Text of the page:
Indians drub White Sox to cut AL Central deficit to five games

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Indians starter Ubaldo Jimenez turned in a solid effort while the offense provided more than enough support to cut their deficit in the AL Central to five games. Meanwhile, the Tigers lost 1-0 to the Royals.

The offense put up a five-spot in the fourth on a two-run home run by Asdrubal Cabrera and a three-run home run by Lonnie Chisenhall, taking advantage of White Sox starter Andre Rienzo. The Indians tacked on two more in the sixth on Carlos Santana’s two-run single to center, which was initially deflected by shortstop Alexei Ramirez. One more run was added in the ninth on Ryan Raburn’s sacrifice fly.

The way Ubaldo Jimenez was pitching, though, the Indians didn’t need that many runs. The right-hander went eight and one-third innings, allowing just one run on eight hits and a walk while striking out eight. He allowed two consecutive singles with one out in the ninth before giving way to reliever C.C. Lee, who promptly allowed a single to load the bases. After surrendering a sacrifice fly to Josh Phegley, he retired Marcus Semien to end the contest.

With the 8-1 win, the Indians improve to 80-68, just five games behind the Tigers for first place in the AL Central. They also move one game behind the Rays for the second AL Wild Card.

Red Sox owner: “spending money helps”

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The other day Rob Manfred said, as he and other owners have said often in the past, that there is no correlation between payroll and winning. He said that defensively, in response to criticism of the slow free agent market of the past two offseasons.

As we have noted in the past, Manfred is not being honest about that. While, yes, in any given year there can be wild variation between payroll and win total — the Giants stunk last year, the A’s won 97 games — common sense dictates otherwise. What’s more, a recent study has shown that there is a pretty strong correlation between winning and payroll over time. Yes, you can fluke into a big season with a low payroll — Deadspin compared it to a cold snap occurring during a time of climate change — but if you want that “sustained success” teams claim they want, the best way to ensure it is to spend more money over time.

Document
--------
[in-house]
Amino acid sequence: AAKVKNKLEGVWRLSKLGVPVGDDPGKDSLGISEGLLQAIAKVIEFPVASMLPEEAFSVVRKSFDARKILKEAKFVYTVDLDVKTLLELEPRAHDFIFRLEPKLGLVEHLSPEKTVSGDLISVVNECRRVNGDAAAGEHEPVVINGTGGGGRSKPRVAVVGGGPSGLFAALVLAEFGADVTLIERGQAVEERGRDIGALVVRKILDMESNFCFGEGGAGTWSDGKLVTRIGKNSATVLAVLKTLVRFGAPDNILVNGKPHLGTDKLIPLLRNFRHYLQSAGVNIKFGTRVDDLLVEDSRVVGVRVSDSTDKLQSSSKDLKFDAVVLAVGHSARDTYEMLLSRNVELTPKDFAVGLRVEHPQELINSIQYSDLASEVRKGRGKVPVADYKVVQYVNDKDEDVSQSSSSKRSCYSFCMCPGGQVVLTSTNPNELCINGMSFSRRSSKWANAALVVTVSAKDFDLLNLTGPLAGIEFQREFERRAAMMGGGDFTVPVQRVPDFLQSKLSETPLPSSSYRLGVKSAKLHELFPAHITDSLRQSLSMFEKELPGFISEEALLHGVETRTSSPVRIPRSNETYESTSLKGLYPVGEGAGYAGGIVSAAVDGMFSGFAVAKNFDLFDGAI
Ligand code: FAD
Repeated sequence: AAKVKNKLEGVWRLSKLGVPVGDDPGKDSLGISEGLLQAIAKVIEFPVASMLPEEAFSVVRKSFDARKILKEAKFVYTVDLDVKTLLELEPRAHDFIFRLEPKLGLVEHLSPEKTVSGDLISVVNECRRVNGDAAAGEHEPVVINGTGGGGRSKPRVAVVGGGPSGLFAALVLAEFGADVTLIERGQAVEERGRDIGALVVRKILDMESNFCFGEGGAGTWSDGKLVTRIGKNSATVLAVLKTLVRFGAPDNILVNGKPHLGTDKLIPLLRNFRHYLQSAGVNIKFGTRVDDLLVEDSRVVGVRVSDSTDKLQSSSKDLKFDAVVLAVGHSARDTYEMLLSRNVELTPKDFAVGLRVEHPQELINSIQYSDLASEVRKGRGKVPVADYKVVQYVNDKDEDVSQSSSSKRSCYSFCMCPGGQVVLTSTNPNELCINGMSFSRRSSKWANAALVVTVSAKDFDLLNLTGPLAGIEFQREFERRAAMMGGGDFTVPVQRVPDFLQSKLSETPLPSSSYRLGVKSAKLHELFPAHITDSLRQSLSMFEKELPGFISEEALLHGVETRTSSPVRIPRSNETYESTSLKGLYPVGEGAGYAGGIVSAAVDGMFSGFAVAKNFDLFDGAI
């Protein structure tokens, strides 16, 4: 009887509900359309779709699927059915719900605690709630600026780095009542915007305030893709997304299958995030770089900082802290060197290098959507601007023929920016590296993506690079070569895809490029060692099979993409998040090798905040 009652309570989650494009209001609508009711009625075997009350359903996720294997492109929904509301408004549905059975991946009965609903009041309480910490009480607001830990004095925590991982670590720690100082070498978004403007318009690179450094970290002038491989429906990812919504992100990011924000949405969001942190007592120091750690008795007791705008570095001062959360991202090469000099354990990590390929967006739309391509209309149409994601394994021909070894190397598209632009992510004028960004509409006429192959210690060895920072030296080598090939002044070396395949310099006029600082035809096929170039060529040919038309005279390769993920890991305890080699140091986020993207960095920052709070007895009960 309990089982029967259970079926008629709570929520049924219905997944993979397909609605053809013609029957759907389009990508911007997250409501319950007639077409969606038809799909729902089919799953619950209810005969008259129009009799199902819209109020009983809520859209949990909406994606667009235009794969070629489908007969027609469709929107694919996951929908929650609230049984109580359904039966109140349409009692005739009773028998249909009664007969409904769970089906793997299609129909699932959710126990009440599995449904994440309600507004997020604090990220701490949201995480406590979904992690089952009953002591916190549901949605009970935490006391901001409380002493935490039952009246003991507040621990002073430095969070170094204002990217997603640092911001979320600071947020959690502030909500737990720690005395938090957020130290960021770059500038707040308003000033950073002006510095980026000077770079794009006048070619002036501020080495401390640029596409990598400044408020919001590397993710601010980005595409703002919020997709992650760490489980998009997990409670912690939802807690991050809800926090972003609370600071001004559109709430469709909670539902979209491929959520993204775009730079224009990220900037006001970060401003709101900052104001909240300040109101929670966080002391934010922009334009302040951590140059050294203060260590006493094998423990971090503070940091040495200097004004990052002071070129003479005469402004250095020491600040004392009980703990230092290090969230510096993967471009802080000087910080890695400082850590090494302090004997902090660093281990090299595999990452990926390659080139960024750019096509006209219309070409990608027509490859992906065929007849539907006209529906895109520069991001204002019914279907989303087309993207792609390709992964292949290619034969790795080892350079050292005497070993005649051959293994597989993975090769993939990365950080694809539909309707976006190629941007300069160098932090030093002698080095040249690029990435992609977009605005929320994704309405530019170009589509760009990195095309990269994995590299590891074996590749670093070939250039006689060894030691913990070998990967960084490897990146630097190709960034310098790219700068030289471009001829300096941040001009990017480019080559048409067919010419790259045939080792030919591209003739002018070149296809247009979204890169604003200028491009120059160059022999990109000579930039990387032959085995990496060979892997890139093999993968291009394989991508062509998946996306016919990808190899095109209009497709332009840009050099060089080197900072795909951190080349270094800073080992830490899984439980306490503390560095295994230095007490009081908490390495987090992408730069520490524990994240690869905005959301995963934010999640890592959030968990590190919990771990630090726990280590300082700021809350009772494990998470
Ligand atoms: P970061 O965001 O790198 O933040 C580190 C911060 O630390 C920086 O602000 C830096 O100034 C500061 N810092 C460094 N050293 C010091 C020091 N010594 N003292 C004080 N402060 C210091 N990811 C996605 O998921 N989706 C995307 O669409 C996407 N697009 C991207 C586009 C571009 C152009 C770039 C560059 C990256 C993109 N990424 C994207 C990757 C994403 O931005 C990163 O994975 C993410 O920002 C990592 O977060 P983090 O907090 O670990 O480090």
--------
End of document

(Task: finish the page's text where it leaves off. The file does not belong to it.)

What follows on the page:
If you know anything about baseball labor history, though, you know well that the Commissioner and the owners will continue to mischaracterize the dynamics of the business as it suits them. Mostly because — present lefty sportswriters notwithstanding — very few people push back on their narratives. Fans tend to parrot ownership’s line on this stuff and, more often than not, baseball media acts as stenographer for ownership as opposed to critic. That gives owners a far greater ability to shape the narrative about all of this than most institutions.

Which makes this all the more awkward. From David Schoenfield of ESPN:

In apparent contradiction to his own commissioner, Boston Red Sox owner John Henry said Monday that, while there is not a perfect correlation between a bigger payroll and winning, “spending more money helps.”

Which is right. The correlation is not perfect — teams can spend a lot of money on a bad team if given the chance and a low payroll team like the Rays can bullpen their way to 90 wins — but you’re way more likely to win year-in, year-out if you’re spending than if you go cheap all the time and hope for a miracle season.

Which is not to say that Henry is some labor activist owner. He and his fellow front office officials have a long history of backing the league office on just about everything that matters and will no doubt do so with labor matters in the runup to the next CBA negotiation. The owners tend not to have a solidarity problem.

But Henry does seem to draw the line at peddling baloney, which is a shockingly necessary thing when the league and the union’s relationship turns acrimonious.